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Journal of Phlebology and Lymphology

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Adam Kaplon
Editorial Office, Journal of Phlebology and Lymphology, United Kingdom, Email: editor.jpl@pulsusinc.com

Received: 17-Jan-2022, Manuscript No. puljpl-22-3479; Editor assigned: 19-Jan-2022, Pre QC No. puljpl-22-3479(PQ); Accepted Date: Jan 28, 2022; Reviewed: 23-Jan-2022 QC No. puljpl-22-3479(Q); Revised: 28-Jan-2022, Manuscript No. puljpl-22-3479(R); Published: 07-Feb-2022

Citation: Kaplon A. Small concept dealing with diabetic retinopathy. J Phlebol Lymphology 2022;15(1):1-1

This open-access article is distributed under the terms of the Creative Commons Attribution Non-Commercial License (CC BY-NC) (http://creativecommons.org/licenses/by-nc/4.0/), which permits reuse, distribution and reproduction of the article, provided that the original work is properly cited and the reuse is restricted to noncommercial purposes. For commercial reuse, contact reprints@pulsus.com


The Great Saphenous Vein (GSV, alternately “long saphenous vein”) is a large, subcutaneous, superficial vein of the leg. It is the longest vein in the body, running along the length of the lower limb, returning blood from the foot, leg and thigh to the deep femoral vein at the femoral triangle. The great saphenous vein originates from where the dorsal vein of the big toe (the hallux) merges with the dorsal venous arch of the foot. After passing in front of the medial malleolus (where it often can be visualized and palpated), it runs up the medial side of the leg.

Key Words

Common femoral vein; Crockett perforators; GSV thrombosis


At the knee, it runs over the posterior border of the medial epicondyle of the femur bone. In the proximal anterior thigh three to four centimetres anterolateral to the pubic tubercle, the great saphenous vein dives down deep through the cribriform fascia of the saphenous opening to join the femoral vein. It forms an arch, the saphenous arch, to join the common femoral vein in the region of the femoral triangle at the saphenous-femoral junction

Several veins join the great saphenous vein, but each of them is not present in every individual. Most of them join it near its junction with the Common Femoral Vein (CFV), at various average distances from this junction:

At the ankle, the great saphenous vein receives branches from the sole of the foot through the medial marginal vein; in the lower leg it anastomoses freely with the small saphenous vein, communicates by perforator veins (Crockett perforators) with the anterior and posterior tibia veins and receives many cutaneous veins; near the knee it communicates with the popliteal vein by the Boyd perforator, in the thigh it communicates with the femoral vein by perforator veins (Dodd perforator) and receives numerous tributaries; those from the medial and posterior parts of the thigh frequently unite to form a large accessory saphenous vein which joins the main vein near the saphenous-femoral junction


Pathology of the great saphenous vein is relatively common, but in isolation typically not life-threatening.

Varicose veins

The great saphenous vein, like other superficial veins, can become varicose; swollen, twisted and lengthened, and generally considered to be unsightly. Varicose veins are not life-threatening and various treatment options are available. However, when the diameter of the vein is too large for the valves within it to coat completely, the resulting condition, chronic venous insufficiency, can result in skin colour changes in the calf and ulcers that may persist for years if the vein is not ablated.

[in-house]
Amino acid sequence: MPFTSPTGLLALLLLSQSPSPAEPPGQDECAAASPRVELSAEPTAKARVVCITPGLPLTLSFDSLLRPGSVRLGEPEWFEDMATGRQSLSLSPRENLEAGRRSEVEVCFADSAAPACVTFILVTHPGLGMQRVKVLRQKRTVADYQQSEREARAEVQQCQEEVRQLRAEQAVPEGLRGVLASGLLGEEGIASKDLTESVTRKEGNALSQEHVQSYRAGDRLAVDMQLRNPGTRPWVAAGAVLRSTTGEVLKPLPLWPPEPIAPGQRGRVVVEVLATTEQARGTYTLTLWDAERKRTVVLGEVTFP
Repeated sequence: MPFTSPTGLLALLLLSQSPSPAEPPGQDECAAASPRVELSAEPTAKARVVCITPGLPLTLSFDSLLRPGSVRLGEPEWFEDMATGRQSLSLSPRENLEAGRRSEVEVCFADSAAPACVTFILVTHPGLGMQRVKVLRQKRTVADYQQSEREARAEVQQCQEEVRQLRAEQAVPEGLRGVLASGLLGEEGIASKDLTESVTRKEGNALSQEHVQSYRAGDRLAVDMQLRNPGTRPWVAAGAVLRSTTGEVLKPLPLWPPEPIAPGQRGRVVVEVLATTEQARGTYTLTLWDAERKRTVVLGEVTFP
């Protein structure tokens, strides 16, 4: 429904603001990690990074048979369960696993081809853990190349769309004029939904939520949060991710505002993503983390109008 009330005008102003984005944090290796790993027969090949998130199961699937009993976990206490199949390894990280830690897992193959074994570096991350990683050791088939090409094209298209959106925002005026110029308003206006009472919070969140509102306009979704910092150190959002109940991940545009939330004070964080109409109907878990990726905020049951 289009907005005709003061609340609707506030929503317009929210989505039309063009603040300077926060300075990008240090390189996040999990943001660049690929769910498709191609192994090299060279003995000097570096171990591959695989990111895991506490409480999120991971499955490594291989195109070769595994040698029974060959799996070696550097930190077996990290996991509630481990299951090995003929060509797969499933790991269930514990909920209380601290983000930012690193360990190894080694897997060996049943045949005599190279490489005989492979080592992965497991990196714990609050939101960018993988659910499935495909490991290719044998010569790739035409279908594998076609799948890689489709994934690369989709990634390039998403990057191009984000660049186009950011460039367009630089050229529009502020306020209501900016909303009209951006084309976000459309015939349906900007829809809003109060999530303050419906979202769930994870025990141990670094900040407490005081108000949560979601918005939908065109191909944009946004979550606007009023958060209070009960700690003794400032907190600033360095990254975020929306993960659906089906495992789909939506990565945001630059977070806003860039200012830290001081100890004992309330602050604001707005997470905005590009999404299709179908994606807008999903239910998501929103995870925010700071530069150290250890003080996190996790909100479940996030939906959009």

The GSV can thrombosis. This type of phlebitis of the GSV is usually not life-threatening in isolation; however, if the blood clot is located near the saphenous-femoral junction or near a perforator vein, a clot fragment can migrate to the deep venous system and to the pulmonary circulation. Also it can be associated with, or progress to a deep vein thrombosis which must be treated promptly. So a GSV thrombosis is investigated by ultrasonography to detect if these complications are present.


The vein is often removed by cardiac surgeons and used for auto transplantation in coronary artery bypass operations, when arterial grafts are not available or many grafts are required, such as in a triple bypass or quadruple bypass.

The great saphenous vein is the conduit of choice for vascular surgeons, when available, for performing peripheral arterial bypass operations The saphenous vein may undergo vein graft failure after engraftment, but still it has superior long-term patency compared to synthetic grafts (PTFE, PETE (Dacron)), human umbilical vein grafts or biosynthetic grafts [Omni flow]. Often, it is used in situ (in place), after tying off smaller tributaries and destruction of the venous valves with a device called valvulotome, e.g. Lemaitre’s valvulotome.

Removal of the saphenous vein will not hinder normal circulation in the leg. The blood that previously flowed through the saphenous vein will change its course of travel. This is known as collateral circulation.

The saphenous nerve is a branch of the femoral nerve that runs with the great saphenous vein and can be damaged in surgery on the vein


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Citations : 132

Journal of Phlebology and Lymphology received 132 citations as per Google Scholar report

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